Young & Old
Yesterday, Wes discussed the duo of indie rockers Sleigh Bells releasing their sophomore album, Reign of Terror. Well, last Tuesday (notable for being Valentine’s Day) another indie duo and a married couple, known as Tennis, also released their own sophomore effort, Young & Old. The lo-fi somewhat-surf-rockers did well last year, releasing their debut album Cape Dory on the notably awesome indie label Fat Possum Records. The album was subtle, but great, and received fairly positive reviews, but was still a bit underrated IMHO. Something tells me that this album on the whole will be received in a fairly similar fashion.
The biggest move the humble young couple made with their follow up, was acquiring the help of Patrick Carney of The Black Keys to produce the album. Although this didn’t provide an incredibly drastic difference, there are a few noticeable changes in the band’s sound and vibe. The fuzzy, lo-fi surf-rock sound is still there, but it picked up some organ keys, that at times sounds hauntingly old and creepy, and others sounds bright and poppy. Poppy is definitely a word I would also use to describe the overall vibe of Young & Old. The pop had always existed in Tennis, but it was darker and much more subtle, which made it harder to notice you bobbing your head up and down to the tune. Young & Old brightens up to the point that you’re entire body will be bouncing at times. Some tracks like “Petition” and “Robin” even remind me of soul sounds from the 70‘s.
^Like the title suggests, it’s a bit of the “Young Tennis” mixed with some of the “Old Tennis”
Overall, I think Patrick’s goal was to make this album a little bit more fun than the first. In terms of The Black Keys, it would be the equivalent of jumping from The Big Come Up to El Camino in one step. That is a bit over-exaggerated, but the point is that the intelligence and sincerity of the music is still all there, it is just a much more user friendly version of the same band. Also like El Camino, some people will love this result, and others will loathe it.
I for one, enjoy Young & Old a great deal. I think it shows an immediate, yet subtle versatility within the band. You may not notice it at first, but after you listen to the album, revisit Cape Dory, then go back to Young & Old, it will smack you in the face. I love my lo-fidelity as much as the next guy (as long as that guy isn’t Elliott Smith, he probably has me beat), but I also love my fun vibes and pop tunes. What I found especially interesting, is that the two bonus tracks (“Deep In the Woods” and “Vegas”) that were included with my version of the album, probably stray the furthest from any songs on Cape Dory, and are possibly more accessible than any tracks on Young & Old, yet somehow didn’t make the album. They are especially intriguing tunes and probably would have only boasted the album’s credibility. I wonder if that was their attempt to keep this album closer to Cape Dory’s pace, but also show fans what they can do. Maybe they were too nervous to stray too far from Cape Dory. Who knows, really?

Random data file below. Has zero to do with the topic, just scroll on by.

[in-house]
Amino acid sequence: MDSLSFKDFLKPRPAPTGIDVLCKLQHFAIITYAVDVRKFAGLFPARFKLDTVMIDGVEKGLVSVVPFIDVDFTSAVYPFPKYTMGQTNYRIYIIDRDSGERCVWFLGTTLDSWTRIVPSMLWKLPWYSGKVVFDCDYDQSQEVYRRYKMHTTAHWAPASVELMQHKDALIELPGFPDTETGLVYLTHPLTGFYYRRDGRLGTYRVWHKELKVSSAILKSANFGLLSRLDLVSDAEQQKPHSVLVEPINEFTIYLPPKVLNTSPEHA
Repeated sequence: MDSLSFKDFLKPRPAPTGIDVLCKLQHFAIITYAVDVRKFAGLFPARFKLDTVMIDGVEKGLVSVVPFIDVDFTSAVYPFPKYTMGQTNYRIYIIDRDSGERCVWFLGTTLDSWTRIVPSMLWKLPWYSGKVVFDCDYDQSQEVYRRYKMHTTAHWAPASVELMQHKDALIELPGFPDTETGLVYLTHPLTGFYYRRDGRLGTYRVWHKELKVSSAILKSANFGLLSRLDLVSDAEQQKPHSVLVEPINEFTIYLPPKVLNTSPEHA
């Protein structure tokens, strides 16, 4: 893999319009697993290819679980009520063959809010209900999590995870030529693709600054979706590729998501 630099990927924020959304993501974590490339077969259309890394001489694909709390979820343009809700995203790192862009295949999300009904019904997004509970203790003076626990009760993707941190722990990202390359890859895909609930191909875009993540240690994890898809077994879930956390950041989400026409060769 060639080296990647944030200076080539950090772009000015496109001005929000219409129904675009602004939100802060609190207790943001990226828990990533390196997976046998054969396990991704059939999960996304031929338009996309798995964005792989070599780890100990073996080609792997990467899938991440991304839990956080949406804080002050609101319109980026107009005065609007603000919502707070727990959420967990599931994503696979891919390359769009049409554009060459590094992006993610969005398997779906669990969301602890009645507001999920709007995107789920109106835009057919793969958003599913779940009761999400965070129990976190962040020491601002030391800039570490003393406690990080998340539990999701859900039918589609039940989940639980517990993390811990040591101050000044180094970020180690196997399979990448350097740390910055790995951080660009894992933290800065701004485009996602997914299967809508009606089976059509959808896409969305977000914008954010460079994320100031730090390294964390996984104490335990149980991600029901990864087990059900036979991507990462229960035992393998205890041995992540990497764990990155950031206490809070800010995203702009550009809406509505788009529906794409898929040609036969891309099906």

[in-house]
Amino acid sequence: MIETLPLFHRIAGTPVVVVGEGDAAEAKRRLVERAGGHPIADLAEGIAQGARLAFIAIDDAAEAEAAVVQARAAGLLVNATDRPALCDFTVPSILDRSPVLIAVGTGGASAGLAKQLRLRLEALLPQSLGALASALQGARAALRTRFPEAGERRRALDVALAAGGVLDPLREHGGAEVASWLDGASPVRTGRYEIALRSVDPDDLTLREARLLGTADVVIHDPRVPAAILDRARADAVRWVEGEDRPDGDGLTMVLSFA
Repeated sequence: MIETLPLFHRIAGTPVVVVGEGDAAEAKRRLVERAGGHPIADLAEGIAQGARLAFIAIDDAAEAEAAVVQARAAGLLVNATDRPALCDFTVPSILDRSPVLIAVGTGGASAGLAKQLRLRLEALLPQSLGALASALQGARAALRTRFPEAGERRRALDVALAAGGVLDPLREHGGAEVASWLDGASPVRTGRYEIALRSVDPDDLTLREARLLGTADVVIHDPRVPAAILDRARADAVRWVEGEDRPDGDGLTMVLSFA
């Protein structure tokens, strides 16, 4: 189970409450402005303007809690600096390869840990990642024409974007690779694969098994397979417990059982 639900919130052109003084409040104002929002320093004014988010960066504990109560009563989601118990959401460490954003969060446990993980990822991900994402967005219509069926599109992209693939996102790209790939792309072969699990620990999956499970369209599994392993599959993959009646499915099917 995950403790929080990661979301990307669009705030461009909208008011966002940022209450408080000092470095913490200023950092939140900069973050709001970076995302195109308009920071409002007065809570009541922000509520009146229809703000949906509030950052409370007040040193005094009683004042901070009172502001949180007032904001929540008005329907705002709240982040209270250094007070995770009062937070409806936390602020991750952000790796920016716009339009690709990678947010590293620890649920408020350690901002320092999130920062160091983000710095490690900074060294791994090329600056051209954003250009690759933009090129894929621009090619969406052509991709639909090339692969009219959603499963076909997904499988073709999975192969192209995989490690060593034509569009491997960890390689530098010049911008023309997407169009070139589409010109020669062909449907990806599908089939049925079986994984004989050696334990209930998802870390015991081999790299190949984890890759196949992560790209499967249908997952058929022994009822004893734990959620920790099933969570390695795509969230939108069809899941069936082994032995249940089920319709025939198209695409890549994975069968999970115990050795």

For a surf-rock-esque band, I can’t help but make the analogy that you’d probably rather take Young & Old to the beach over Cape Dory. It has more of that bright and sunny side to soak up the sun and catch some waves too, whereas Cape Dory has more of the beach-side dive-bar sound. That being said, I can understand why you’d rather stay off the beach and and grab a cheap beer. Both sides make sense to me, but won’t to everyone.
Also, if you’re interested, please check out fellow music lover/blogger Cardinal Playlists’ interview with Tennis’ very own Alaina Moore HERE.
Can’t Miss: “Origins”, “Petition”, “Robin”, “Never to Part”
Can’t Hit: “Dreaming”, “Take Me to Heaven”
Note: Bonus tracks on albums are generally nothing to write home about, however, in this case, I’d advise to do so.